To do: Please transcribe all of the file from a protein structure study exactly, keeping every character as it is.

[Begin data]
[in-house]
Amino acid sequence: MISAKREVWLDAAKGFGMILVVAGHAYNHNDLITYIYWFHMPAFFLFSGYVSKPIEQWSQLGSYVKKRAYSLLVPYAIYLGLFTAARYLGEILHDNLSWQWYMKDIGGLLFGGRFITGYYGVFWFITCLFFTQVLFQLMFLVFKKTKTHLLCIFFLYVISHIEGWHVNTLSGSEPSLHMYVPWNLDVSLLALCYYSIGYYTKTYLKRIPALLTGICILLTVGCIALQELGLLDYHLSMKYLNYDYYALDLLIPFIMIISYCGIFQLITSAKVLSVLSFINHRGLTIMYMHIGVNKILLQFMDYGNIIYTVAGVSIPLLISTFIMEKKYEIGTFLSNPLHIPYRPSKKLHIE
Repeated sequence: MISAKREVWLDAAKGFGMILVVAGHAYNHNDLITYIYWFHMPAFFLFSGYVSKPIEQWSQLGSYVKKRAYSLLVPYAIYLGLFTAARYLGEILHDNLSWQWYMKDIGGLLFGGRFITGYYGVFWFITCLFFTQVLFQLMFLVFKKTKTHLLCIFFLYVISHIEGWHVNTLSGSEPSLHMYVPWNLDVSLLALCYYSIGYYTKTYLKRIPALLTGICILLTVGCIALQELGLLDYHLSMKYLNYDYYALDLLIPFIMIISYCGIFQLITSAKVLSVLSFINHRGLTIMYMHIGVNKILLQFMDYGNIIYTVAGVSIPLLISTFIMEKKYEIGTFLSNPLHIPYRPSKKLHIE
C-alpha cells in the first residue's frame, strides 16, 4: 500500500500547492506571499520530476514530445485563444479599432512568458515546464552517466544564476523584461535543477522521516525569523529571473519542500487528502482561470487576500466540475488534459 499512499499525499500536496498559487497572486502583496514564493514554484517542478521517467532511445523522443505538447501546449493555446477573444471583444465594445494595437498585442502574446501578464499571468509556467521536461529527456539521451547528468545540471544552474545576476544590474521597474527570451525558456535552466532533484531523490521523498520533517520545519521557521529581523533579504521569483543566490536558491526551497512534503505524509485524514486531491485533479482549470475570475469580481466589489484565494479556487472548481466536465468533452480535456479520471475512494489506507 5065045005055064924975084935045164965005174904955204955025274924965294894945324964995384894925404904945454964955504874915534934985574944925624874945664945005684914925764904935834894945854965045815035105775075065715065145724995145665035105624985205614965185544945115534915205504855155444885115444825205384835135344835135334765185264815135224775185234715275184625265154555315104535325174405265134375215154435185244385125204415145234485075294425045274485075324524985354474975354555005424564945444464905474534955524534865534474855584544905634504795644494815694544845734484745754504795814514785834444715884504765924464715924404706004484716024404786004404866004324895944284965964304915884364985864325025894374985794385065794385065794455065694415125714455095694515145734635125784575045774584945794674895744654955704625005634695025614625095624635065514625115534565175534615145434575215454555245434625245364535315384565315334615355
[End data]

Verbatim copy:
[in-house]
Amino acid sequence: MISAKREVWLDAAKGFGMILVVAGHAYNHNDLITYIYWFHMPAFFLFSGYVSKPIEQWSQLGSYVKKRAYSLLVPYAIYLGLFTAARYLGEILHDNLSWQWYMKDIGGLLFGGRFITGYYGVFWFITCLFFTQVLFQLMFLVFKKTKTHLLCIFFLYVISHIEGWHVNTLSGSEPSLHMYVPWNLDVSLLALCYYSIGYYTKTYLKRIPALLTGICILLTVGCIALQELGLLDYHLSMKYLNYDYYALDLLIPFIMIISYCGIFQLITSAKVLSVLSFINHRGLTIMYMHIGVNKILLQFMDYGNIIYTVAGVSIPLLISTFIMEKKYEIGTFLSNPLHIPYRPSKKLHIE
Repeated sequence: MISAKREVWLDAAKGFGMILVVAGHAYNHNDLITYIYWFHMPAFFLFSGYVSKPIEQWSQLGSYVKKRAYSLLVPYAIYLGLFTAARYLGEILHDNLSWQWYMKDIGGLLFGGRFITGYYGVFWFITCLFFTQVLFQLMFLVFKKTKTHLLCIFFLYVISHIEGWHVNTLSGSEPSLHMYVPWNLDVSLLALCYYSIGYYTKTYLKRIPALLTGICILLTVGCIALQELGLLDYHLSMKYLNYDYYALDLLIPFIMIISYCGIFQLITSAKVLSVLSFINHRGLTIMYMHIGVNKILLQFMDYGNIIYTVAGVSIPLLISTFIMEKKYEIGTFLSNPLHIPYRPSKKLHIE
C-alpha cells in the first residue's frame, strides 16, 4: 500500500500547492506571499520530476514530445485563444479599432512568458515546464552517466544564476523584461535543477522521516525569523529571473519542500487528502482561470487576500466540475488534459 499512499499525499500536496498559487497572486502583496514564493514554484517542478521517467532511445523522443505538447501546449493555446477573444471583444465594445494595437498585442502574446501578464499571468509556467521536461529527456539521451547528468545540471544552474545576476544590474521597474527570451525558456535552466532533484531523490521523498520533517520545519521557521529581523533579504521569483543566490536558491526551497512534503505524509485524514486531491485533479482549470475570475469580481466589489484565494479556487472548481466536465468533452480535456479520471475512494489506507 5065045005055064924975084935045164965005174904955204955025274924965294894945324964995384894925404904945454964955504874915534934985574944925624874945664945005684914925764904935834894945854965045815035105775075065715065145724995145665035105624985205614965185544945115534915205504855155444885115444825205384835135344835135334765185264815135224775185234715275184625265154555315104535325174405265134375215154435185244385125204415145234485075294425045274485075324524985354474975354555005424564945444464905474534955524534865534474855584544905634504795644494815694544845734484745754504795814514785834444715884504765924464715924404706004484716024404786004404866004324895944284965964304915884364985864325025894374985794385065794385065794455065694415125714455095694515145734635125784575045774584945794674895744654955704625005634695025614625095624635065514625115534565175534615145434575215454555245434625245364535315384565315334615355